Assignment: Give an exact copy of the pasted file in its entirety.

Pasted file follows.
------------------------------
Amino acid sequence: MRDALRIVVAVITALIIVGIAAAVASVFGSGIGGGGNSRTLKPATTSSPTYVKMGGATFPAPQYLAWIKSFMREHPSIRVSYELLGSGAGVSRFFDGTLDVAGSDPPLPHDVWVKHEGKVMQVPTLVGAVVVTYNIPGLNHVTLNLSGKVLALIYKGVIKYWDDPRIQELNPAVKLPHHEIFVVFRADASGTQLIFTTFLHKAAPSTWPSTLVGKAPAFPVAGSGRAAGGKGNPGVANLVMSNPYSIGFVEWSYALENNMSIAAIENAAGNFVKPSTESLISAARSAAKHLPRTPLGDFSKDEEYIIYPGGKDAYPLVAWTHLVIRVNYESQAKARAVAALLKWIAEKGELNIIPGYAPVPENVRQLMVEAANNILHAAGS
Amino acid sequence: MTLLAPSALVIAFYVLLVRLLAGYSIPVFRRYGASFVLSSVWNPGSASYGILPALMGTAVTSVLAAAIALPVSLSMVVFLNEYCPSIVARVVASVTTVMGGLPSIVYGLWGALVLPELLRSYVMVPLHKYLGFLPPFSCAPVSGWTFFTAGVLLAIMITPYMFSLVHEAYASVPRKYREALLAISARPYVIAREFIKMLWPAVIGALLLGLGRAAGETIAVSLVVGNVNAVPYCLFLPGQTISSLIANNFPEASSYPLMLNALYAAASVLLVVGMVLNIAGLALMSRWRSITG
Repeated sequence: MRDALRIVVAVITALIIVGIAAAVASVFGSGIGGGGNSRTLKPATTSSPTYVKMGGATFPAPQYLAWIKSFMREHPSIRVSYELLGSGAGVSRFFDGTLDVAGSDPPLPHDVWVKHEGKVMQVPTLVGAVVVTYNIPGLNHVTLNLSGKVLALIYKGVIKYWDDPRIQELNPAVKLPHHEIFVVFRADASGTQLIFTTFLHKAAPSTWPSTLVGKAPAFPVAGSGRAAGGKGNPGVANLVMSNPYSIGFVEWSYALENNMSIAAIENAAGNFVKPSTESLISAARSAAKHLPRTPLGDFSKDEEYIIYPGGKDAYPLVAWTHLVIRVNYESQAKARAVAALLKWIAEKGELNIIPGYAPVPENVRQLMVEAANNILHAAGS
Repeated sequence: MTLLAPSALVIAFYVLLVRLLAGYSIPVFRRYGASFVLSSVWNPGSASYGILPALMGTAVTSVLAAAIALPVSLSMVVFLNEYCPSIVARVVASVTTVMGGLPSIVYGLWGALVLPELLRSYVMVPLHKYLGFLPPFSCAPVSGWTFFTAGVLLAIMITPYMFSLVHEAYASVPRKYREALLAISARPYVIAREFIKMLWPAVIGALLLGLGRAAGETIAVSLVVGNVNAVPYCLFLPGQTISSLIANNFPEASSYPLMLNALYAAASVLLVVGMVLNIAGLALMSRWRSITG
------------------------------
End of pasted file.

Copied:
Amino acid sequence: MRDALRIVVAVITALIIVGIAAAVASVFGSGIGGGGNSRTLKPATTSSPTYVKMGGATFPAPQYLAWIKSFMREHPSIRVSYELLGSGAGVSRFFDGTLDVAGSDPPLPHDVWVKHEGKVMQVPTLVGAVVVTYNIPGLNHVTLNLSGKVLALIYKGVIKYWDDPRIQELNPAVKLPHHEIFVVFRADASGTQLIFTTFLHKAAPSTWPSTLVGKAPAFPVAGSGRAAGGKGNPGVANLVMSNPYSIGFVEWSYALENNMSIAAIENAAGNFVKPSTESLISAARSAAKHLPRTPLGDFSKDEEYIIYPGGKDAYPLVAWTHLVIRVNYESQAKARAVAALLKWIAEKGELNIIPGYAPVPENVRQLMVEAANNILHAAGS
Amino acid sequence: MTLLAPSALVIAFYVLLVRLLAGYSIPVFRRYGASFVLSSVWNPGSASYGILPALMGTAVTSVLAAAIALPVSLSMVVFLNEYCPSIVARVVASVTTVMGGLPSIVYGLWGALVLPELLRSYVMVPLHKYLGFLPPFSCAPVSGWTFFTAGVLLAIMITPYMFSLVHEAYASVPRKYREALLAISARPYVIAREFIKMLWPAVIGALLLGLGRAAGETIAVSLVVGNVNAVPYCLFLPGQTISSLIANNFPEASSYPLMLNALYAAASVLLVVGMVLNIAGLALMSRWRSITG
Repeated sequence: MRDALRIVVAVITALIIVGIAAAVASVFGSGIGGGGNSRTLKPATTSSPTYVKMGGATFPAPQYLAWIKSFMREHPSIRVSYELLGSGAGVSRFFDGTLDVAGSDPPLPHDVWVKHEGKVMQVPTLVGAVVVTYNIPGLNHVTLNLSGKVLALIYKGVIKYWDDPRIQELNPAVKLPHHEIFVVFRADASGTQLIFTTFLHKAAPSTWPSTLVGKAPAFPVAGSGRAAGGKGNPGVANLVMSNPYSIGFVEWSYALENNMSIAAIENAAGNFVKPSTESLISAARSAAKHLPRTPLGDFSKDEEYIIYPGGKDAYPLVAWTHLVIRVNYESQAKARAVAALLKWIAEKGELNIIPGYAPVPENVRQLMVEAANNILHAAGS
Repeated sequence: MTLLAPSALVIAFYVLLVRLLAGYSIPVFRRYGASFVLSSVWNPGSASYGILPALMGTAVTSVLAAAIALPVSLSMVVFLNEYCPSIVARVVASVTTVMGGLPSIVYGLWGALVLPELLRSYVMVPLHKYLGFLPPFSCAPVSGWTFFTAGVLLAIMITPYMFSLVHEAYASVPRKYREALLAISARPYVIAREFIKMLWPAVIGALLLGLGRAAGETIAVSLVVGNVNAVPYCLFLPGQTISSLIANNFPEASSYPLMLNALYAAASVLLVVGMVLNIAGLALMSRWRSITG